Introduction


The artists featured in this exhibition come from southern Sudanese communities violently displaced during the early stages of the second Sudanese Civil War (1983-1995). At this time, many of the artists were young children. They fled to Ethiopia, escaping conscription by the north Sudanese army, slavery, and death. Sadly, continuing conflict in the early 1990's forced many to flee yet again. In their search for relief and safety, many died of starvation, exposure, or attacks by wild animals. The survivors, known to the world as the "Lost Boys and Girls of Sudan," found relative safety in Kenya, Uganda and other neighboring countries.

Reacting to the forced displacement of his people, the artist and former refugee Atem Aleu, currently based in Utah, returned to the Kakuma refugee camp armed with art materials. He provided other refugees with supplies and lessons, allowing them to capture their memories of home and to express their hopes for the future.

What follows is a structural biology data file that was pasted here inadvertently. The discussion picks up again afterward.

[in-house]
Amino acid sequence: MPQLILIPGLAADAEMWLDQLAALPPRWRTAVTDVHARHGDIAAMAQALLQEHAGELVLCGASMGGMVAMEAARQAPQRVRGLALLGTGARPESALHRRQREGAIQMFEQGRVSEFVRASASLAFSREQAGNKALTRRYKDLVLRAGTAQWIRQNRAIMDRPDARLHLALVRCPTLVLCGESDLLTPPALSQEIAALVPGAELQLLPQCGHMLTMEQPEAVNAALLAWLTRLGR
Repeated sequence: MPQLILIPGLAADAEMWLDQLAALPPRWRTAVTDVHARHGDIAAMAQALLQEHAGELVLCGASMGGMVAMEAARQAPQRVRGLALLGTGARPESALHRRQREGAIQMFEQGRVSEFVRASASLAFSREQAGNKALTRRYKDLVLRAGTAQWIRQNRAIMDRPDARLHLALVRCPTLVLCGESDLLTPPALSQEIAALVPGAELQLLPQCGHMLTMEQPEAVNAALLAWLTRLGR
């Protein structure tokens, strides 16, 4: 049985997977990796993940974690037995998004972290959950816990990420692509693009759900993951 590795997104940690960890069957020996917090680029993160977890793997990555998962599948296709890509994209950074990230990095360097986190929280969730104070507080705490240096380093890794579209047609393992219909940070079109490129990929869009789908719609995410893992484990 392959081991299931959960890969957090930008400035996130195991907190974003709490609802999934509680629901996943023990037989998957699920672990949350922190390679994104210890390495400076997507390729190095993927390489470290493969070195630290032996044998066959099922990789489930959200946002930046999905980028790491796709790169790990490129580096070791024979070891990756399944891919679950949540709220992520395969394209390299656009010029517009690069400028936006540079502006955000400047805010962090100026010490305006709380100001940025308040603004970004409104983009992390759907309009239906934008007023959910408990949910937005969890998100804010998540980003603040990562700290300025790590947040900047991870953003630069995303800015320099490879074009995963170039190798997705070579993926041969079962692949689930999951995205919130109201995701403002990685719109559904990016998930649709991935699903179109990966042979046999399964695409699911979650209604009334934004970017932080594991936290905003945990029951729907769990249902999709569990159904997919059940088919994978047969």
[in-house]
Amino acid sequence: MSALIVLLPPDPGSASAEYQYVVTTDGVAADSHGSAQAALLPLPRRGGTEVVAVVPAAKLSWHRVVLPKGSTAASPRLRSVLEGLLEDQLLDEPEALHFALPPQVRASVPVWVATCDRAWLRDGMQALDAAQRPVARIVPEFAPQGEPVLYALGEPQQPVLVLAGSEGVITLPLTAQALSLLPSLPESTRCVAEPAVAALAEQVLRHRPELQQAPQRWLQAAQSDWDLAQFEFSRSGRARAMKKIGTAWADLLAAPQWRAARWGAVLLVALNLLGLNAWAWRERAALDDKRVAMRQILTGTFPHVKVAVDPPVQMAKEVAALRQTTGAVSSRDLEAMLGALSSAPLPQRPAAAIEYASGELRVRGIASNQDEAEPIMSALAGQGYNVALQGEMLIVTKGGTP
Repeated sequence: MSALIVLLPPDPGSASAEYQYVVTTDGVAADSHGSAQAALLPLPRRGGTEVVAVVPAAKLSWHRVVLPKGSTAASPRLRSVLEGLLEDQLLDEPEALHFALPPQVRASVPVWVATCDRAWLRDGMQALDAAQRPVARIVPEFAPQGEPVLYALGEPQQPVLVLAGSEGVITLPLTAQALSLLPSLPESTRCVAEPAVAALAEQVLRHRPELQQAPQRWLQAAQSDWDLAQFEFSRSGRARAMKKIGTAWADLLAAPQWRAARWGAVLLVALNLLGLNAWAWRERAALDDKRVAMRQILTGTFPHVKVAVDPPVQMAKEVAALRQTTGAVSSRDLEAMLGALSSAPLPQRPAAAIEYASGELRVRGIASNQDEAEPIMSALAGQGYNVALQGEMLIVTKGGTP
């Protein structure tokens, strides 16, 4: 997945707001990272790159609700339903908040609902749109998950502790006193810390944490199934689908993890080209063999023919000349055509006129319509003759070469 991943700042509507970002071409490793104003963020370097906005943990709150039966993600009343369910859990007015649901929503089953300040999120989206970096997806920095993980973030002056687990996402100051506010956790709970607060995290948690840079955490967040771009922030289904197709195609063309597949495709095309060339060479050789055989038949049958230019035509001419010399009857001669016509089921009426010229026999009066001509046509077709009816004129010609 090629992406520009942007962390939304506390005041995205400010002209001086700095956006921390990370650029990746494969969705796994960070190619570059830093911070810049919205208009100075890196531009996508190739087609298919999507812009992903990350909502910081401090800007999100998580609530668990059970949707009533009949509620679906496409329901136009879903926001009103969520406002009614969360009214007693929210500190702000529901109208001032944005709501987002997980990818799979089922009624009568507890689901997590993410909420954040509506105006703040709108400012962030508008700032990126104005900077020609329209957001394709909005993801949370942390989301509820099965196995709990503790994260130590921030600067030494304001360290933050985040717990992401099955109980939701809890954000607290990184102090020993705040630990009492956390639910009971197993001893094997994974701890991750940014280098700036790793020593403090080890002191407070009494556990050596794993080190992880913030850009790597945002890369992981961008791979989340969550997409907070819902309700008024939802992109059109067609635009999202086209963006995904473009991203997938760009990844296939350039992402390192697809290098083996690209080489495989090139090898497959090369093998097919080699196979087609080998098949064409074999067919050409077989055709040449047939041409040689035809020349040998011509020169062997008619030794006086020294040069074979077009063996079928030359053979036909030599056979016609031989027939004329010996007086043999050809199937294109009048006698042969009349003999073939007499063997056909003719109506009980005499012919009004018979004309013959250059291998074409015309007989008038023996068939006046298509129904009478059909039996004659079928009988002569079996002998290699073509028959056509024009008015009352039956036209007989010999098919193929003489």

A peace agreement signed in January 2005, allowed for a formal cessation of hostilities against the southern Sudanese. Some former refugees and internally displaced persons are now returning to their homes, seeking to rebuild their war-ravaged communities. Despite this, great concerns about health, security, and economic stability remain major regional issues. Meanwhile, millions remain at risk in Sudan's western region of Darfur, due to an ongoing genocide campaign.

Approximately 3,500 young south Sudanese refugees arrived in the United States in 2000 and 2001. Of these, approximately 170 are now living in the greater Boston area.








This website has been developed by the Museums and Public Memory (Anth 159a) class taught by Professor Mark Auslander at Brandeis University. Images have been reproduced with the permission of the African Refugee Artists Club.